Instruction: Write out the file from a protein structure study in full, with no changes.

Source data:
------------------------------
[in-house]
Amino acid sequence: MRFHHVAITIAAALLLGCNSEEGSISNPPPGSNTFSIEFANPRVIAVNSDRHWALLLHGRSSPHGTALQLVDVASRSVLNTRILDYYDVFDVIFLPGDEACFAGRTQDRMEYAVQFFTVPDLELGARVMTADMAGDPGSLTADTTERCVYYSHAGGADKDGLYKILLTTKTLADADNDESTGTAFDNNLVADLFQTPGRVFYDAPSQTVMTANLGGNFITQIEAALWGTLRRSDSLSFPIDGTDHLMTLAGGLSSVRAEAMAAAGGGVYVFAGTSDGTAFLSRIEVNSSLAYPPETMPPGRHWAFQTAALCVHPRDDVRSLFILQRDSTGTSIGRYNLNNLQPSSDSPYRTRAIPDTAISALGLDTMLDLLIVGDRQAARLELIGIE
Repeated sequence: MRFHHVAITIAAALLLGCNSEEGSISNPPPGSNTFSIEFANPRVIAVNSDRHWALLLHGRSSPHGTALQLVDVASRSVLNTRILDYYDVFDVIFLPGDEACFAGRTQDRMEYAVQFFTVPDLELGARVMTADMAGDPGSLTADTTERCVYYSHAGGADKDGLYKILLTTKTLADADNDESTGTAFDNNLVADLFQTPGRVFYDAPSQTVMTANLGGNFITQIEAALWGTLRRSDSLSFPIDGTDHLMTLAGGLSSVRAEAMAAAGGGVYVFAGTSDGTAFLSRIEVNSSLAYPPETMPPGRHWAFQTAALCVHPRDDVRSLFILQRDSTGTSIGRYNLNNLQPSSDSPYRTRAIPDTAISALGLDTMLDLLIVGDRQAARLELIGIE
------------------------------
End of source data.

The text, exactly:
[in-house]
Amino acid sequence: MRFHHVAITIAAALLLGCNSEEGSISNPPPGSNTFSIEFANPRVIAVNSDRHWALLLHGRSSPHGTALQLVDVASRSVLNTRILDYYDVFDVIFLPGDEACFAGRTQDRMEYAVQFFTVPDLELGARVMTADMAGDPGSLTADTTERCVYYSHAGGADKDGLYKILLTTKTLADADNDESTGTAFDNNLVADLFQTPGRVFYDAPSQTVMTANLGGNFITQIEAALWGTLRRSDSLSFPIDGTDHLMTLAGGLSSVRAEAMAAAGGGVYVFAGTSDGTAFLSRIEVNSSLAYPPETMPPGRHWAFQTAALCVHPRDDVRSLFILQRDSTGTSIGRYNLNNLQPSSDSPYRTRAIPDTAISALGLDTMLDLLIVGDRQAARLELIGIE
Repeated sequence: MRFHHVAITIAAALLLGCNSEEGSISNPPPGSNTFSIEFANPRVIAVNSDRHWALLLHGRSSPHGTALQLVDVASRSVLNTRILDYYDVFDVIFLPGDEACFAGRTQDRMEYAVQFFTVPDLELGARVMTADMAGDPGSLTADTTERCVYYSHAGGADKDGLYKILLTTKTLADADNDESTGTAFDNNLVADLFQTPGRVFYDAPSQTVMTANLGGNFITQIEAALWGTLRRSDSLSFPIDGTDHLMTLAGGLSSVRAEAMAAAGGGVYVFAGTSDGTAFLSRIEVNSSLAYPPETMPPGRHWAFQTAALCVHPRDDVRSLFILQRDSTGTSIGRYNLNNLQPSSDSPYRTRAIPDTAISALGLDTMLDLLIVGDRQAARLELIGIE